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Numerical Computation
Here you'll be introduced to the bare basics of mathematics. Topics include commonly used words and phrases, symbols, and how to follow the order of operations.

Measurements
An introduction to numerical computation. Emphasis is placed on scientific and engineering notation, the rule of significant figures, and converting between SI and Imperial units.

Trigonometry with Right Triangles
Here we focus on right angle triangles within quadrant I of an xy plane. None of the angles we evaluate here are greater than 90°. A unit on trigonometry with oblique triangles is covered later.

Trigonometry with Oblique Triangles
This unit is a continuation of trigonometry with right triangles except we'll extend our understanding to deal with angles *greater* than 90°. Resolving and combining vectors will be covered at the end of this unit.

Vector Analysis

Introduction to Algebra

Factoring

Solving Equations

Functions and Graphs

Geometry
This unit focuses on analyzing and understand the characteristics of various shapes, both 2D and 3D.
 Identify, measure, and calculate different types of straight lines and angles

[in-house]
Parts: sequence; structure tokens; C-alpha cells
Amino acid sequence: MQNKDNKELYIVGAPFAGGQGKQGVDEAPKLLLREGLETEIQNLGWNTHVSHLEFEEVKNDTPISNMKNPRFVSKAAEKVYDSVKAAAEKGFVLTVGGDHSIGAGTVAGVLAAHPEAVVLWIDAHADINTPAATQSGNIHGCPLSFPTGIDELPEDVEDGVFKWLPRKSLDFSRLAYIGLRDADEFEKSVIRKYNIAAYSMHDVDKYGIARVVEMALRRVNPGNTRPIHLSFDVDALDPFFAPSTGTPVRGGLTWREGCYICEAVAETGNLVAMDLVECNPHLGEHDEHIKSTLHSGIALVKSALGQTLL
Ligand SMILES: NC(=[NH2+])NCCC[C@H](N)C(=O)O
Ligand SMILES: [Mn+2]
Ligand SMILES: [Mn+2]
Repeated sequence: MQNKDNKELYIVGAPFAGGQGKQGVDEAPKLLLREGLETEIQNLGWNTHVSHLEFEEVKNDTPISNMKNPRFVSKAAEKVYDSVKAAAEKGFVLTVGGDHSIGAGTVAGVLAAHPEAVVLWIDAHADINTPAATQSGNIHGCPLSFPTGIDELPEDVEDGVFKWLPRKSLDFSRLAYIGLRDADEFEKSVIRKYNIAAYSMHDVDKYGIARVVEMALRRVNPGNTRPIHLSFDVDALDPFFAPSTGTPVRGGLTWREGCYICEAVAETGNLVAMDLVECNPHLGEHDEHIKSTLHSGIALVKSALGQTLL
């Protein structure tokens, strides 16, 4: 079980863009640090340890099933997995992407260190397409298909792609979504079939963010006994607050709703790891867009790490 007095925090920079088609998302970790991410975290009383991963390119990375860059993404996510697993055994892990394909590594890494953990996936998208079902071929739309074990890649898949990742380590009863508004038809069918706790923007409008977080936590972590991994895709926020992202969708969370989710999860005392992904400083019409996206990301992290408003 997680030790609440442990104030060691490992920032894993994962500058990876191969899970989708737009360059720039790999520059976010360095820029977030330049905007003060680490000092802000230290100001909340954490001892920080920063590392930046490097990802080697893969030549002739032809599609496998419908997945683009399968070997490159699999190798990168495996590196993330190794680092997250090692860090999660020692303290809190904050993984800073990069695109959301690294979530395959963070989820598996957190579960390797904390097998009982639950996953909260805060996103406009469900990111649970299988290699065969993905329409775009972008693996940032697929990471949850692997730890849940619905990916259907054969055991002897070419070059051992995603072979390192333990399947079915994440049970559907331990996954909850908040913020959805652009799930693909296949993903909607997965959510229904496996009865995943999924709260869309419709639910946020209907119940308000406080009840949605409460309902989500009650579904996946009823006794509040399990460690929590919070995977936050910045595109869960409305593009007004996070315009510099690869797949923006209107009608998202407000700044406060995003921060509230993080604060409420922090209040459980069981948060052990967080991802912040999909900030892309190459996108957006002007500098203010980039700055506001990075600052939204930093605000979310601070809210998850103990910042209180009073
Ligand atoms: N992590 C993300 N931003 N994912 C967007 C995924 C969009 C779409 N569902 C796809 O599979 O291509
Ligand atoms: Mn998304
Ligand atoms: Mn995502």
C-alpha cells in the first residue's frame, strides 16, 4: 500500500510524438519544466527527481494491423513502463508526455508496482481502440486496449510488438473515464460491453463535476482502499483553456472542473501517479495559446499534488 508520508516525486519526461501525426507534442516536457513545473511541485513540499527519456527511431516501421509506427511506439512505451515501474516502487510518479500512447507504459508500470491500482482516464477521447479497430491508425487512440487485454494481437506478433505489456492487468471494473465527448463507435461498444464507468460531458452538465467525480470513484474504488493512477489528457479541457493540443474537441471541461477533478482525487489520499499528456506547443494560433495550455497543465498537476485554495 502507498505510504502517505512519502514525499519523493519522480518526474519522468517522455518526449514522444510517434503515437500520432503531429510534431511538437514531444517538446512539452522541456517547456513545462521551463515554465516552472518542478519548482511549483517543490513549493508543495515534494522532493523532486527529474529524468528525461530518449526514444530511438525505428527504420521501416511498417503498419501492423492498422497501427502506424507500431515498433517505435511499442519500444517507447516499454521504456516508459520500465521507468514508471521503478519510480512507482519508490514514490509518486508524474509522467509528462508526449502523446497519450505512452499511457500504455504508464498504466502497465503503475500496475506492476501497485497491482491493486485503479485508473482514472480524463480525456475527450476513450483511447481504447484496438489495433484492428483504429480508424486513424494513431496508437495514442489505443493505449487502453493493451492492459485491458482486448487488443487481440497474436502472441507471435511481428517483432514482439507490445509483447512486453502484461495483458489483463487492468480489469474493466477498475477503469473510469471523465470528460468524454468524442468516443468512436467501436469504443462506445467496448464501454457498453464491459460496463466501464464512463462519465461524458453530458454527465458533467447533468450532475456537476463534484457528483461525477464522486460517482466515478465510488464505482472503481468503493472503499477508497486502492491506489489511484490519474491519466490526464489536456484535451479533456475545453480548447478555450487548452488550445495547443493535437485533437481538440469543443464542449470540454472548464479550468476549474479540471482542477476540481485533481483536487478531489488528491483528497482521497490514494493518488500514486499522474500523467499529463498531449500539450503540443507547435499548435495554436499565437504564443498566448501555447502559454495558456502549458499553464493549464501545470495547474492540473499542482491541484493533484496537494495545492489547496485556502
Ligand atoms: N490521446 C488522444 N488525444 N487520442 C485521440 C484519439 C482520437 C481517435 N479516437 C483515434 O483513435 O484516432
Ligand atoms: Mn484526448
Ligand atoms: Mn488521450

Calculate the interior angles of polygons
 Solve problems involving a variety of different types of triangles
 Calculate the area of a variety of different types of quadrilaterals
 Solve problems involving circles
 Calculate the areas and volumes of different solids

Introduction to Statistics
Parametric Equations
Sometimes the input variable, x, and the output variable, y, of an equation might be influenced by a separate factor, t. In other words, the variable, t, influences both the x and the y separately. Such a scenario can be modeled using a parametric. For example, finding the solution to x = t + 1 and y = t ÷ 2 at t = 4 gives the ordered pair:
$x\left(t\right)=t+4\phantom{\rule{0ex}{0ex}}x\left(4\right)=4+4\phantom{\rule{0ex}{0ex}}x\left(4\right)=8\phantom{\rule{0ex}{0ex}}$  $y\left(t\right)=\raisebox{1ex}{$t$}\!\left/ \!\raisebox{1ex}{$2$}\right.\phantom{\rule{0ex}{0ex}}y\left(4\right)=\raisebox{1ex}{$4$}\!\left/ \!\raisebox{1ex}{$2$}\right.\phantom{\rule{0ex}{0ex}}y\left(4\right)=2\phantom{\rule{0ex}{0ex}}$ 
∴ Ordered pair: (8, 2)
Notice how the ordered pairs generated from the parametric equations form a parabola. If you’d like to find out the equation to the curve without creating a table of values, you can isolate t from one equation and substitute it into the other equation. The equations again were:
 x = 2t
 y = t² – 2
The easier of the two equations to isolate for t is (1) because all you need to do is divide both sides of 2:
$\frac{t}{2}=\frac{\overline{)2}x}{\overline{)2}}\phantom{\rule{0ex}{0ex}}t=\frac{x}{2}\phantom{\rule{0ex}{0ex}}$This gets substituted into (2):
$y={\mathit{t}}^{2}\u20132\phantom{\rule{0ex}{0ex}}y={\left(\frac{x}{2}\right)}^{2}\u20132\phantom{\rule{0ex}{0ex}}y=\frac{{x}^{2}}{{2}^{2}}\u20132\phantom{\rule{0ex}{0ex}}y=\frac{{x}^{2}}{4}\u20132\mathbf{or}\mathbf{}\mathbf{}\mathbf{}y=\frac{1}{4}{x}^{2}\u20132\phantom{\rule{0ex}{0ex}}$The equation in terms of xy is called a Cartesian equation, and will produce the exact same parabola as the one in the video.